176 000 persons victims of offences
Social conditions, welfare and crime;Svalbard
lovbruddo, Victims of offences reported to the police, crime, criminal cases, crime victims, innocent party, victims of theft, victims of violence, offence groups (for example violence, crimes for profit, sexually motivated crimes), types of offence (for example theft, murder, rape)Social conditions, welfare and crime, Crime and justice, Social conditions, welfare and crime, Svalbard

Victims of offences reported to the police2009



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176 000 persons victims of offences

Offences reported to the police show that 3.3 per cent more persons were victims in 2009 than the previous year. More female, but fewer young victims of violence are registered in the most recent years. The number of offences against enterprises rose 12 per cent from 2008 to 2009.

Offences reported to the police, by type of victim. 2009. Absolute figures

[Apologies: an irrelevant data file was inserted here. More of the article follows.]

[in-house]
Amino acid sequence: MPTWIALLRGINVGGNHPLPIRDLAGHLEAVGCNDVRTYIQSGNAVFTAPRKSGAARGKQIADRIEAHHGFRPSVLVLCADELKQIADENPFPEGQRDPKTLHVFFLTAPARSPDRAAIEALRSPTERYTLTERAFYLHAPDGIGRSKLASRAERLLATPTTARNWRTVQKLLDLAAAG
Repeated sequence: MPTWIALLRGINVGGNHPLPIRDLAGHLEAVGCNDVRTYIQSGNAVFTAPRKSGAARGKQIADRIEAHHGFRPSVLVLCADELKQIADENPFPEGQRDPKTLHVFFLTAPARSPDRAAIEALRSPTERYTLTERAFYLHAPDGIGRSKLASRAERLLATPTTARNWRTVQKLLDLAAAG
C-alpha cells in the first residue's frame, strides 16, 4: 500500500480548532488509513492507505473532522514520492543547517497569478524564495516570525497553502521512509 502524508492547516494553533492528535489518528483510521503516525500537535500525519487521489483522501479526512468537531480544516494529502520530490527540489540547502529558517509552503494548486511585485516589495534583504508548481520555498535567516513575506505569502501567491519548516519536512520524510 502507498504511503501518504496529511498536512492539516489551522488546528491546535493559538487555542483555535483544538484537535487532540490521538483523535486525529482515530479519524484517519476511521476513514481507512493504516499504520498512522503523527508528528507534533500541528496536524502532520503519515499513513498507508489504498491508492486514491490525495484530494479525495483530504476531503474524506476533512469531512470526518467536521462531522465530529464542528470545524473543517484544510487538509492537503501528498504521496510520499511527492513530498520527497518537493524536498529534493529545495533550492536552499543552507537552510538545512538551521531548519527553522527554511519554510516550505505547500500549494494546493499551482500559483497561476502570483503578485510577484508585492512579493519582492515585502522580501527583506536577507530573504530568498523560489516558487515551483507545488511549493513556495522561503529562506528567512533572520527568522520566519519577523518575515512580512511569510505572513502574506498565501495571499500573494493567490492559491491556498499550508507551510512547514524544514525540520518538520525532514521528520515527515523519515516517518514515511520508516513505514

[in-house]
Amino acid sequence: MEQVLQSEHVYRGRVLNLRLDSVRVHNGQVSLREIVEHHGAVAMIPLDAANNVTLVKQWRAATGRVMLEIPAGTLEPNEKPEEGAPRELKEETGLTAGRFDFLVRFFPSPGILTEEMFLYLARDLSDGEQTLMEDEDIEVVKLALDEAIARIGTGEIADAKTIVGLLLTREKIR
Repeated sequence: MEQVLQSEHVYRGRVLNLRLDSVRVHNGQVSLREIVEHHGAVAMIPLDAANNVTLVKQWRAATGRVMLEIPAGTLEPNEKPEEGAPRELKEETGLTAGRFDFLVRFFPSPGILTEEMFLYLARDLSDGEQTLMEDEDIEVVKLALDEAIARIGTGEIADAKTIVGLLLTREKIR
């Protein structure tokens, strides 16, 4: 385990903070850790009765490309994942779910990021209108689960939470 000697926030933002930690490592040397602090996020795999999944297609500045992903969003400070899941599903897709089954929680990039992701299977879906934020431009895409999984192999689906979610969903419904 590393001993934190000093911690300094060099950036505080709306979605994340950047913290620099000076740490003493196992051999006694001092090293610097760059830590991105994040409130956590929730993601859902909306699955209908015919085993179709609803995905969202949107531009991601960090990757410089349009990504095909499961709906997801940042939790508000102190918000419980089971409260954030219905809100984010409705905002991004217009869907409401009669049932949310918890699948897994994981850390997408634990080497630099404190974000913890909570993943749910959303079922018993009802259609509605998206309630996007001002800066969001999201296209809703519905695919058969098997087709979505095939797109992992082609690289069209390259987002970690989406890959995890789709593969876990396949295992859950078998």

Offences reported to the police, by type of victim and group of offence. 2009. Absolute figures

Of the 398 000 offences reported to the police in 2009, nearly half (48 per cent) were registered with a person as victim, and 18 per cent were registered as committed against enterprises or other juridical units. A total of 73 200 offences was committed against an enterprise - the highest number among the now six years of statistics on victims of offences reported to the police. Many offences do not inflict a direct experience of victimisation, and 33 per cent of all offences filed by the police were without a registered victim. Narcotics and traffic offences constitute two thirds of these (see figure).

More offences for profit against person and enterprise

Theft and other offences for profit make up about two thirds of all offences reported to the police against both persons and enterprises, and in 2009, 134 000 offences for profit were committed against persons and 47 300 against enterprises. The number of offences for profit decreased from 2008 to 2009 (see offences reported to the police ), and the statistics on victims of offences show that enterprises as well as persons had an increase of more than 6 000 offences. Enterprises had, however, a larger percentage increase (15 per cent) than persons (5 per cent).

In 2009, 126 000 persons were registered as victims of offences for profit, and more than one out of five of these victims lives in Oslo. There are major regional variations in the number of victims of offences for profit from year to year, and the residents of Hordaland had the greatest increase from 8 900 in 2008 to 11 000 in 2009.